Daniel Pflumm. “Untitled (Türkisch Petroleum)” 2010. Light box 70 x 55 x 15 cm.
“Everything in advertising,” Daniel Pflumm explains, “from planning to production via all the conceivable middlemen, is a compro – mise and an absolutely incomprehensible set of working stages.” 1
It is this realization vis-à-vis the growing complexity of human work that serves as the basis for Daniel Pflumm’s activity as an artist of many parts, producer, musician, videomaker, creator of technological and advertising objects and graphic designer. Although he situates his work on the fringes of professional circles by linking his pieces to precise skills, Pflumm defines himself outside of any relationship to any one client or social demand. Karl Marx imagined a world without the division of labor, where everyone could be by turns a fisherman, art critic or cabinet maker. What would happen if employment were left to the free will of the individual beyond any rigid economic distri – bution? Redefined in this way, work would
be little different from leisure. Is carrying out a task without being asked a good definition of free time? In a series of photographs enti- tled Posters, Pierre Huyghe represents three acts normally performed by the highway department (filling up a hole in the roadway, for example) carried out by an individual with neither uniform nor badge in this case. If we speak of public space, why not, say, take care of it ourselves instead of entrust- ing specialized services with the task? Pflumm in effect occupies these interstices while provoking the greatest number of dis- ruptions possible in that zone.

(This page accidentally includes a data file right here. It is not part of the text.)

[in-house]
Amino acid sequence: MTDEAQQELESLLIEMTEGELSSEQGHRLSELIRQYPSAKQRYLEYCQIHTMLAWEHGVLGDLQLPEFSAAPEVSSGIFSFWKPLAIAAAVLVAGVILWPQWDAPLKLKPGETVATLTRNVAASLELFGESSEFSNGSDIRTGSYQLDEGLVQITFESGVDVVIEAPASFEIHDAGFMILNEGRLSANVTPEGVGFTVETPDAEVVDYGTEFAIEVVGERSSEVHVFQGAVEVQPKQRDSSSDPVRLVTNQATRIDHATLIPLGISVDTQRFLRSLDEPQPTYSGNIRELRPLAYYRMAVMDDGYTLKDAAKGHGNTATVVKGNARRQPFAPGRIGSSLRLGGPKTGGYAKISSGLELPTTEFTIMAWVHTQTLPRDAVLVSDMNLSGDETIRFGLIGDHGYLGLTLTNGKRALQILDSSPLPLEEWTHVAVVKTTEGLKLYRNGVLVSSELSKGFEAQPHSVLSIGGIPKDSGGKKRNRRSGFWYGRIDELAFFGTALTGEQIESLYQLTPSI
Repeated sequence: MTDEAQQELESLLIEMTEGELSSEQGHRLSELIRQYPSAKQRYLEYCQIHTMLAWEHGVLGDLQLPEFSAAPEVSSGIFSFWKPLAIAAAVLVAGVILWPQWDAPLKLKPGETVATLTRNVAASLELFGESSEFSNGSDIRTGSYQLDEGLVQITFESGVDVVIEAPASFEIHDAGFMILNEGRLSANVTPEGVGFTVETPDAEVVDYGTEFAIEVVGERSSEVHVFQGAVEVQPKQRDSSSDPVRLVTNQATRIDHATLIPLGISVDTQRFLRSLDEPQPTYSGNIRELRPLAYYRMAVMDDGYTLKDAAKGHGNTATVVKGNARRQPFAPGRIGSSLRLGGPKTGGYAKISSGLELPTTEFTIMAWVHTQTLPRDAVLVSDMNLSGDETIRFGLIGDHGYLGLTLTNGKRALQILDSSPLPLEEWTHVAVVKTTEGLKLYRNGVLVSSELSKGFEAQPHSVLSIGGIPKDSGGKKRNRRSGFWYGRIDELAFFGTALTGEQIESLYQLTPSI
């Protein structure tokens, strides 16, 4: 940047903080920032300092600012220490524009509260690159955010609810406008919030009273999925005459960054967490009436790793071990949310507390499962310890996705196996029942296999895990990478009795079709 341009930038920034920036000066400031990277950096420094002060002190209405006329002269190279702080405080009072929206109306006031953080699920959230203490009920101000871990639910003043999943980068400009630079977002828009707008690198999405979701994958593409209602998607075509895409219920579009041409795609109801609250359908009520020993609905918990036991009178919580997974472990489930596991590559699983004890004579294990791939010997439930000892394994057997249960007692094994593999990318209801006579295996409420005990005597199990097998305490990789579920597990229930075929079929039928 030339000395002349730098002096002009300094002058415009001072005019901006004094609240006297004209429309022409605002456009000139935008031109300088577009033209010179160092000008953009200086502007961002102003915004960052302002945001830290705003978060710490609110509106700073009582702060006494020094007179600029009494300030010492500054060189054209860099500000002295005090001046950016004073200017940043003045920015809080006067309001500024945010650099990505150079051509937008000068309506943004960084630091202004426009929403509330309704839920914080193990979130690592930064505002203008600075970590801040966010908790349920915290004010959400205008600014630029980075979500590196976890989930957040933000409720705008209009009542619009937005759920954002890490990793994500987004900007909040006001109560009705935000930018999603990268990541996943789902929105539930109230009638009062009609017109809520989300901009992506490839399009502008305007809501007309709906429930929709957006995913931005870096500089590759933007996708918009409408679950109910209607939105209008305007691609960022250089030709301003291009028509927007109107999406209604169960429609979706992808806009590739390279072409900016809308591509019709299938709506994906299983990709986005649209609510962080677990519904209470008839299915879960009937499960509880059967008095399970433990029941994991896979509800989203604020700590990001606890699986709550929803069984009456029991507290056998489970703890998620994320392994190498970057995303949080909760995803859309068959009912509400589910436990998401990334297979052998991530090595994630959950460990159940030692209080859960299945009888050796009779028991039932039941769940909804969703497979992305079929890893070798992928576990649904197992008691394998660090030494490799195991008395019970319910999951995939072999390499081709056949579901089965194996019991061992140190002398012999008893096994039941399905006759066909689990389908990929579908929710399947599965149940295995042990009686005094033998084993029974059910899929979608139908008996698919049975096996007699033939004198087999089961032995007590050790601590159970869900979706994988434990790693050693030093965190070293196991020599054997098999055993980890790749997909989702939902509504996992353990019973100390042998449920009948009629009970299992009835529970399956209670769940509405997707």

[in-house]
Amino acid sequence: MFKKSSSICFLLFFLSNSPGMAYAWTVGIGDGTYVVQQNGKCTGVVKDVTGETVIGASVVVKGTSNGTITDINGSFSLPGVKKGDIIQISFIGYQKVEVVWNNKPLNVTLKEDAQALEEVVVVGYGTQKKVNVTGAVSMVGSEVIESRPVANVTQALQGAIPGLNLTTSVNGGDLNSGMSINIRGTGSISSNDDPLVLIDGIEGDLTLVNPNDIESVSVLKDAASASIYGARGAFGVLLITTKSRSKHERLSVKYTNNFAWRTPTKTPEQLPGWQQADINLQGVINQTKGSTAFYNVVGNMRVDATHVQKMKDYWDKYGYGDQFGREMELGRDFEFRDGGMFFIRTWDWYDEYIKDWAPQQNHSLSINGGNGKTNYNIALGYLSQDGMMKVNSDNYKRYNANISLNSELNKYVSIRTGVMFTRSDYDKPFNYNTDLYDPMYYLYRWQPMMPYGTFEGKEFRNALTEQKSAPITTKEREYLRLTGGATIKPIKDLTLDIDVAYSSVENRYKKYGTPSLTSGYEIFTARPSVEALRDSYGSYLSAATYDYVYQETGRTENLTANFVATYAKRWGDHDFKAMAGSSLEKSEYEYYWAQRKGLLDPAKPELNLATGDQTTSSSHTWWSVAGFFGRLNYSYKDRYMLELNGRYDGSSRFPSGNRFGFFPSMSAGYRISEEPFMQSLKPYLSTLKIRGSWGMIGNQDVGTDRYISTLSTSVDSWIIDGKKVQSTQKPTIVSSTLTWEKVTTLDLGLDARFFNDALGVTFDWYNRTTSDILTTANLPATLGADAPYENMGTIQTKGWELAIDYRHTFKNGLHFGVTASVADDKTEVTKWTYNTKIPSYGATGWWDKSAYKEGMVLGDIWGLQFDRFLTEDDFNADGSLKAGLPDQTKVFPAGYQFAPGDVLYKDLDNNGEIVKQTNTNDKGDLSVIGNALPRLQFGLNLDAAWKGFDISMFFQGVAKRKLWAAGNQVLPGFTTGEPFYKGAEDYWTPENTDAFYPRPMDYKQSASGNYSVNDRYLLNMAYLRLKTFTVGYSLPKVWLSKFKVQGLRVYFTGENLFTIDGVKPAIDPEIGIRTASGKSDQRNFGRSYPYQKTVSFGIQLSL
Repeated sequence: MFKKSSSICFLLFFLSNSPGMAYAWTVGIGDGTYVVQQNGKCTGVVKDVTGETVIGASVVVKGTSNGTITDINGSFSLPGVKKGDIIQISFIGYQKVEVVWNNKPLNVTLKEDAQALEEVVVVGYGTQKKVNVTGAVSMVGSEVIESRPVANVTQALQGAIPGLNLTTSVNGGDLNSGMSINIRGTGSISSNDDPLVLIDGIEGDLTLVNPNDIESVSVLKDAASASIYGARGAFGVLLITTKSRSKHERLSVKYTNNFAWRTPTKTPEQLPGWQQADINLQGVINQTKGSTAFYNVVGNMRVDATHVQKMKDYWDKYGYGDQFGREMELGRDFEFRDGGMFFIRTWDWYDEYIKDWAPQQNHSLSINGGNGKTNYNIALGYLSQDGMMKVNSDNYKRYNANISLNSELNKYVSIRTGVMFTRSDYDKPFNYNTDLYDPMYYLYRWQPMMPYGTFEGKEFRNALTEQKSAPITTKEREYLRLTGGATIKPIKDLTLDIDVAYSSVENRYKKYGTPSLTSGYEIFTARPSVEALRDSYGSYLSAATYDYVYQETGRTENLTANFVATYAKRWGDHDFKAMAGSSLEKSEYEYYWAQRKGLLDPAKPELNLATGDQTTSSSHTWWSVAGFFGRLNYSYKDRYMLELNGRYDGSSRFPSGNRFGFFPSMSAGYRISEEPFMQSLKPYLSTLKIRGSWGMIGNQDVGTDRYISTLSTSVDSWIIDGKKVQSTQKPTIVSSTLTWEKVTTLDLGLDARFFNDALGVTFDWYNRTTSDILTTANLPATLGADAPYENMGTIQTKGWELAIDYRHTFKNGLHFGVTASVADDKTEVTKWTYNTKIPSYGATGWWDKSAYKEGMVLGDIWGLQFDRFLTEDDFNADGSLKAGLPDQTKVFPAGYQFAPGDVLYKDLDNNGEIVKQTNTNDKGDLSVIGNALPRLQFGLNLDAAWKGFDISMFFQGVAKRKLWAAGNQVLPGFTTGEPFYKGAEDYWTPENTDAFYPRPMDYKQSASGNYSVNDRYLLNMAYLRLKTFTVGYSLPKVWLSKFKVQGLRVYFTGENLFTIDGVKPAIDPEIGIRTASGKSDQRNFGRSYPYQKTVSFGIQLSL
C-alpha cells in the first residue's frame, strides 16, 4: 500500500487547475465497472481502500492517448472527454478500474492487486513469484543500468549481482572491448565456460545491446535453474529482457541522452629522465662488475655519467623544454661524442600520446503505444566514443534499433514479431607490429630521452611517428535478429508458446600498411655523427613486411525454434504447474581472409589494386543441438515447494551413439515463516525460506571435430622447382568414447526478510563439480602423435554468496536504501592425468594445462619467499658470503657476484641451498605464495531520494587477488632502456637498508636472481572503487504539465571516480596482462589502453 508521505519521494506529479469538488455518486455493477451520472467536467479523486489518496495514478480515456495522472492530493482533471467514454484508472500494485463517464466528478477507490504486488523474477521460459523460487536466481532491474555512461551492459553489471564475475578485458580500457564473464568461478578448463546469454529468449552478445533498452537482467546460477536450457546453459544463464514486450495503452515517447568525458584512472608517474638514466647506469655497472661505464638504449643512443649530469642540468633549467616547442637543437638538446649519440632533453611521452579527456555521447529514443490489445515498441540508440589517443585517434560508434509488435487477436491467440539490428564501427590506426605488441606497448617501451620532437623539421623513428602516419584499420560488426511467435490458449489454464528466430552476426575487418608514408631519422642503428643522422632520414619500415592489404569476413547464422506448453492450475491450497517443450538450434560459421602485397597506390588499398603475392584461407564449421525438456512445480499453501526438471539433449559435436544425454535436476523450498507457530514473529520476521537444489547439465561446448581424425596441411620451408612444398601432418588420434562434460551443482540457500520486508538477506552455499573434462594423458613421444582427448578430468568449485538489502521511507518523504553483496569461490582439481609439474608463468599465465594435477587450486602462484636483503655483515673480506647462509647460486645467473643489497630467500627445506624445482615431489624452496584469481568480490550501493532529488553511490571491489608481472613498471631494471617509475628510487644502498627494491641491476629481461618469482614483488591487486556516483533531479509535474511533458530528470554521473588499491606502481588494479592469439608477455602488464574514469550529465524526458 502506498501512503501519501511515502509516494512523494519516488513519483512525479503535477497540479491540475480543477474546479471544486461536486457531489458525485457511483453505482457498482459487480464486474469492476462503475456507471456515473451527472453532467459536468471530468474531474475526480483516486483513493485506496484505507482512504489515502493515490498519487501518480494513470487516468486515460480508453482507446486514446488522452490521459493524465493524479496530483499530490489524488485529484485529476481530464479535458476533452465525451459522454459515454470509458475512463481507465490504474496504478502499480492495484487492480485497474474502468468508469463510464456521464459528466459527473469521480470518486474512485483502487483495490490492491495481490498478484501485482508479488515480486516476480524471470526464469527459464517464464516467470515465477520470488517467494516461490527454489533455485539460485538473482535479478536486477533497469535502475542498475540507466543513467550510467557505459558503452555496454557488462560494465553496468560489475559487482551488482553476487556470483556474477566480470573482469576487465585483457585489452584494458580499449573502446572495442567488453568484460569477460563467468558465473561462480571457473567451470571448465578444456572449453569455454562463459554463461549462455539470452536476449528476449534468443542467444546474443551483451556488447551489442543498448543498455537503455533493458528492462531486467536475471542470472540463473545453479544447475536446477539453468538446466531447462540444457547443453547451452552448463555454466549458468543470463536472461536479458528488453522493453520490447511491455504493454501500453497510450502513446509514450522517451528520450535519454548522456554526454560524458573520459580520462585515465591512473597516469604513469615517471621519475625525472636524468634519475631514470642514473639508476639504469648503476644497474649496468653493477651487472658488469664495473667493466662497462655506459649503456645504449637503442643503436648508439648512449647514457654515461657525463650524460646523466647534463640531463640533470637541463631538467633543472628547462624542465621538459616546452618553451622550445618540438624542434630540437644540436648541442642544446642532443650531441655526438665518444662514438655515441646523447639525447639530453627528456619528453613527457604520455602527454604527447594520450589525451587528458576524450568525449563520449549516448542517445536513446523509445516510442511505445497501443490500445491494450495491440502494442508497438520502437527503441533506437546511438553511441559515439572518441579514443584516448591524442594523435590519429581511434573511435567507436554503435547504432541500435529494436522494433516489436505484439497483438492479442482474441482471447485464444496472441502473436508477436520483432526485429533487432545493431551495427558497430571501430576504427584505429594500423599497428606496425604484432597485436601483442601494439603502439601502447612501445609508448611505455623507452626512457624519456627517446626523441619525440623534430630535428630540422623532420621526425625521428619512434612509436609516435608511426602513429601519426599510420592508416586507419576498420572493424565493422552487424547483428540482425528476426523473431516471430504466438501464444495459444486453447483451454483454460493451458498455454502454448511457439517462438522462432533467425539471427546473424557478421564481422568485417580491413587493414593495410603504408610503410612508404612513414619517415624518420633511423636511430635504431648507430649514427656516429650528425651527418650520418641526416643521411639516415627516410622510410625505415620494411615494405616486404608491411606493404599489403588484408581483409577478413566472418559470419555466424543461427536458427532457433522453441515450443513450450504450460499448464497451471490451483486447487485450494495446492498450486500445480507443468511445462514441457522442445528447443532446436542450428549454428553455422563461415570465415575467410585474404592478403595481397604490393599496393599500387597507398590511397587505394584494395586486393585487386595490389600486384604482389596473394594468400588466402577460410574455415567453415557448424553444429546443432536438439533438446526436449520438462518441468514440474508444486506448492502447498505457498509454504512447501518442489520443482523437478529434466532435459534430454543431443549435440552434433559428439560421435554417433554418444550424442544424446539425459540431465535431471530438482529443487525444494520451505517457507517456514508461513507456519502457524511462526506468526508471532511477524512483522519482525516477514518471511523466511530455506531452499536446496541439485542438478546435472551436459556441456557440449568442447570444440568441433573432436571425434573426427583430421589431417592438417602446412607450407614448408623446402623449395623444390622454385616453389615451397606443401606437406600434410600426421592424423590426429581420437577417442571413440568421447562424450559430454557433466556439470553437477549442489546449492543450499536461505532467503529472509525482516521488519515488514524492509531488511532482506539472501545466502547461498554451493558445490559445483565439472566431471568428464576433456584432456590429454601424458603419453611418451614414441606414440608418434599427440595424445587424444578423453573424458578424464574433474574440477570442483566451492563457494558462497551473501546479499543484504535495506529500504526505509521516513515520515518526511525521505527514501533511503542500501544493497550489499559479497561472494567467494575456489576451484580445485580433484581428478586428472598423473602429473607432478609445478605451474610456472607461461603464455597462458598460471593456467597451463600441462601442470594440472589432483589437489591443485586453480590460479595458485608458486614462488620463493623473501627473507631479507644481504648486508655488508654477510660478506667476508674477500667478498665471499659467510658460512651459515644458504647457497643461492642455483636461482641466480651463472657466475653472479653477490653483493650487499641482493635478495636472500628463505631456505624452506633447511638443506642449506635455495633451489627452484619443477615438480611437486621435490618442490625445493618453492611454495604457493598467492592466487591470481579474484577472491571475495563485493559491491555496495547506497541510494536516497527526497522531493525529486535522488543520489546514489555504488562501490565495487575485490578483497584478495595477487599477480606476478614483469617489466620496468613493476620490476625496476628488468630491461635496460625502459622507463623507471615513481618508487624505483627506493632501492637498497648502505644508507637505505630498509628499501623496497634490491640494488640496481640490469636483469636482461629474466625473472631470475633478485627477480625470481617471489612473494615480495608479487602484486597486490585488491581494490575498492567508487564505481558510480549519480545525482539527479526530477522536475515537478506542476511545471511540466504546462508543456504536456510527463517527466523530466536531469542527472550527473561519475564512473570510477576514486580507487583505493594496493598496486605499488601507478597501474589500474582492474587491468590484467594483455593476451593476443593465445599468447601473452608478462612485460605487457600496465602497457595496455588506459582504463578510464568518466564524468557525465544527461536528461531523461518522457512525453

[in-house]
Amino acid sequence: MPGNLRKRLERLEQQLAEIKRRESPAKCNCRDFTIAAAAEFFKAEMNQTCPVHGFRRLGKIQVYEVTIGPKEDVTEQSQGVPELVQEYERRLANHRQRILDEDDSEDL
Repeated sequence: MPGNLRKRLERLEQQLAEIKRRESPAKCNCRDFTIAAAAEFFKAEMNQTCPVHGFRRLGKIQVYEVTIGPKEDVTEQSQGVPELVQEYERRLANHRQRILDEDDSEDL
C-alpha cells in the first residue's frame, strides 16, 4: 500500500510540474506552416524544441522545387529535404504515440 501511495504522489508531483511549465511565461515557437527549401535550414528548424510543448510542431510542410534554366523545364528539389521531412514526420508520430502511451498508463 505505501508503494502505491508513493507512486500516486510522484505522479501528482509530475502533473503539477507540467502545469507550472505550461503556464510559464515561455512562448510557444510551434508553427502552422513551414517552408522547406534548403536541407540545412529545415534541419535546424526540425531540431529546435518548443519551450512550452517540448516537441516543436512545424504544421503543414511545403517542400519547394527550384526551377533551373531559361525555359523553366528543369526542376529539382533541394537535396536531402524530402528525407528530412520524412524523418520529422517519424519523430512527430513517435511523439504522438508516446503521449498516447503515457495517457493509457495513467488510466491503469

By “recuperating” existing logos that come from our daily environment or fromcompany or advertising films, Pflumm seems to imi- tate work done by an agency specialized in communications or graphic design, just as one might duplicate a computer program, but he does so by “setting free the forms” turned out by the world of marketing. Pflumm creates objects whose chief charac – teristic is to appear to be cut outs in an unbound space that hints at art, design and marketing. The captured logos are allowed a half-freedom and, once removed from the brand they usually support, stand in con- trast to the memory of modernity. In Pflumm’s work, advertising and marketing become freewares that users can improve on their own, mirroring in its way the Linux operating system in computer technology.